Told through the eyes of 10-year-old Zac, living in 1968 Wellington and a 21-year-old World War 1 soldier, The Battle of Messines Road is a coming of age story, a war diary and a novel about friendship and families.
While reading New Zealand military histories on WW1, William Moloney would often see quotes from a JK Moloney. He assumed it was his grandfather but he never knew the source of the quotes. When his father retired, he went to the National Archives and had found his grandfather’s diary. The National Archives had bought it soon after his grandfather’s death – no one in the family even knew it existed.
Moloney was given a photocopied version of the dairy and spent a decade typing it out, and in the process, came to know the story within its pages incredibly well. Moloney combines the diary with carefully researched history and fiction to give the readers a unique insight into WW1 and the nature of war, alongside an exciting story line.
Zac – a fictional character whose father has left home to serve alongside the Americans in Vietnam – is charged with reading the newspaper, and then the diary, to an ageing soldier, Mr Moloney. In turn the old man finds catharsis in reliving his experiences in the charnel house of Flanders. The transition between fact and fiction can be a little jarring at times, but it is an interesting and unique read. The growing relationship between Zac and Mr Moloney is lovely and heartwarming.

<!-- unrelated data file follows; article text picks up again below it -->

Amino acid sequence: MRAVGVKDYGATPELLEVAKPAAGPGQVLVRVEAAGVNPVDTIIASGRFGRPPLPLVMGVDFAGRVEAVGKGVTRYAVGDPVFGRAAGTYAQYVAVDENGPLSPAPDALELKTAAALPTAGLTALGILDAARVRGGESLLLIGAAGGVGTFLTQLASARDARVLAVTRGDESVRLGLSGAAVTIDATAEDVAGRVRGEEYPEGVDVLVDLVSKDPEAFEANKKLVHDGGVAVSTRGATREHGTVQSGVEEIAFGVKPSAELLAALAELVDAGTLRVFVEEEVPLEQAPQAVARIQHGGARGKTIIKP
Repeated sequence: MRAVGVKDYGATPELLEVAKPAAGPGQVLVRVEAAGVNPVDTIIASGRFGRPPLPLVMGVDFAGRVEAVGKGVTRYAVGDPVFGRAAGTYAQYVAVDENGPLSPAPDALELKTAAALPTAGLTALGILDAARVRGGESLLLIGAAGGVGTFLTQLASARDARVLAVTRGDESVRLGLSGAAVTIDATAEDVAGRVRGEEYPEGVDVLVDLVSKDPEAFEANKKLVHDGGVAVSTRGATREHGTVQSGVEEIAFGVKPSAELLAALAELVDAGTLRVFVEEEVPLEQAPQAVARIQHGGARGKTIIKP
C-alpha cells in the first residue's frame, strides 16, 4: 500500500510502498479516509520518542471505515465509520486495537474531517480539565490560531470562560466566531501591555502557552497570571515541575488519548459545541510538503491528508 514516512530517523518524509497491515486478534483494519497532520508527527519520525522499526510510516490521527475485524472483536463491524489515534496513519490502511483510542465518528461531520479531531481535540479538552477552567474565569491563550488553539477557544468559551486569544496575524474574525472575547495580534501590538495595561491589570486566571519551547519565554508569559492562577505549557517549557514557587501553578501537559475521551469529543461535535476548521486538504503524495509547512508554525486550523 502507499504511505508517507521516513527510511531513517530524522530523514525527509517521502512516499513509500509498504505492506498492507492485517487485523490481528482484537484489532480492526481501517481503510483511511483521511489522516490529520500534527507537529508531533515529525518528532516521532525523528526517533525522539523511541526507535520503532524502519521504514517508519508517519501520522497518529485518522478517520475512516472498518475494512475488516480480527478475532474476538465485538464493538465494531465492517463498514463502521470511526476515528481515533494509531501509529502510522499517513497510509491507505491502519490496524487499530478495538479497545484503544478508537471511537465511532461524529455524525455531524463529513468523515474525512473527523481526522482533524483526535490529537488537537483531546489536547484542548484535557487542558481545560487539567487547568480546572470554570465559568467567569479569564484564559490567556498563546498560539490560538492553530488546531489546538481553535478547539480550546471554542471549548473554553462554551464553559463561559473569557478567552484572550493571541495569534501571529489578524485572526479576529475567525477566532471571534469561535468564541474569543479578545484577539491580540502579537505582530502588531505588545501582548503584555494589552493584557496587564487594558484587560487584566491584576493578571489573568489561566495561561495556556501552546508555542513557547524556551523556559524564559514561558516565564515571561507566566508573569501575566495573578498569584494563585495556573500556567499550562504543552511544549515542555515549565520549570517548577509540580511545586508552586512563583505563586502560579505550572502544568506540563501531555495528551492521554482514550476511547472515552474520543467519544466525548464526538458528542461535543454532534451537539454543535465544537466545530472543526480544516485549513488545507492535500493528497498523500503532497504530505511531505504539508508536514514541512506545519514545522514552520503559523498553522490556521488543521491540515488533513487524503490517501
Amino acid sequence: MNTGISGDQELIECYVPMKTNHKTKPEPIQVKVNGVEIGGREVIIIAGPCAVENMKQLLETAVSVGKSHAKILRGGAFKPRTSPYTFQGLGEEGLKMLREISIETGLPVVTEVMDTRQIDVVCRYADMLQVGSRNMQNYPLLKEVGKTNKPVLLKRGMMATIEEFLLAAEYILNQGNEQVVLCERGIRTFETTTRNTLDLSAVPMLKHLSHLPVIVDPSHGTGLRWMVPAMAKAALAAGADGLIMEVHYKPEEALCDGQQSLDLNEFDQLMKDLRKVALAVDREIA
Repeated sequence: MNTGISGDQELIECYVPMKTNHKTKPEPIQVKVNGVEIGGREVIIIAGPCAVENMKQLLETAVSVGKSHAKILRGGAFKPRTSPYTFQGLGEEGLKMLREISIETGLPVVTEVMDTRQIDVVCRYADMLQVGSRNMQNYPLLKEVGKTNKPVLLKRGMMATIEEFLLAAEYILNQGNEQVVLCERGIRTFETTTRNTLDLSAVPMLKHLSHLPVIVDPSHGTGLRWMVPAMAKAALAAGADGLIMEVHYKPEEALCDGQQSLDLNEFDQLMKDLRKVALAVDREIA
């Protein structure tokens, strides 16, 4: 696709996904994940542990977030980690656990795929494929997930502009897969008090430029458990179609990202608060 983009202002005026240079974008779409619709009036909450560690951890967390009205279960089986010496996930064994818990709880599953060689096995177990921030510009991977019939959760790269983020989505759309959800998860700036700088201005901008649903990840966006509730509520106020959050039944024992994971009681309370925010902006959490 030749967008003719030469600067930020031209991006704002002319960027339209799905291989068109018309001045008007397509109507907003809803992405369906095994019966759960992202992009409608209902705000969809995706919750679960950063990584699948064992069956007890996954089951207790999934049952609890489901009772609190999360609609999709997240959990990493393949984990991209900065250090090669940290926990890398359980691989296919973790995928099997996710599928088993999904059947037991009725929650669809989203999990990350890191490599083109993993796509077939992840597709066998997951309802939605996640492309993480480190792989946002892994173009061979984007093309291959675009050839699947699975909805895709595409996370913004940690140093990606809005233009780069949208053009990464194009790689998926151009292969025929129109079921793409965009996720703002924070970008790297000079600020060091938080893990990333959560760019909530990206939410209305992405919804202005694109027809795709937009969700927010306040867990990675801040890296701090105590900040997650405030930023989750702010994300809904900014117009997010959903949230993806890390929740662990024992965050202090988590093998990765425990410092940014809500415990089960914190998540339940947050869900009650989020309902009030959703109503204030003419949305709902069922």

While the book is marketed at appealing to a wide-range of reader interest, the diary entries are a little long and tricky for the young adult market. They could just follow Zac’s story. Likewise, the older generation may be more interested in the diary – which can be found in its original form at the National Archives.
The wealth of information contained in the diary is overwhelming. Mr Moloney talks about boarding the troopship Tahiti in 1915 to Egypt, all the way through to the Western Front in France where he serves until 1917. It is beautifully written, with a sharp wit, a keen eye and a heartbreaking honesty. Not only does it offer a detailed image of life during the war for the soldiers, but also for civilians.
Overall, The Battle of Messines Road is a unique read that gives a fresh perspective on a period of New Zealand’s history. It is a book of how two wars, 50 years apart, changed New Zealand and its people.
REVIEWER: Rebekah Fraser
TITLE: The Battle of Messines Road
AUTHOR(S): J. K. Moloney, W. J. Moloney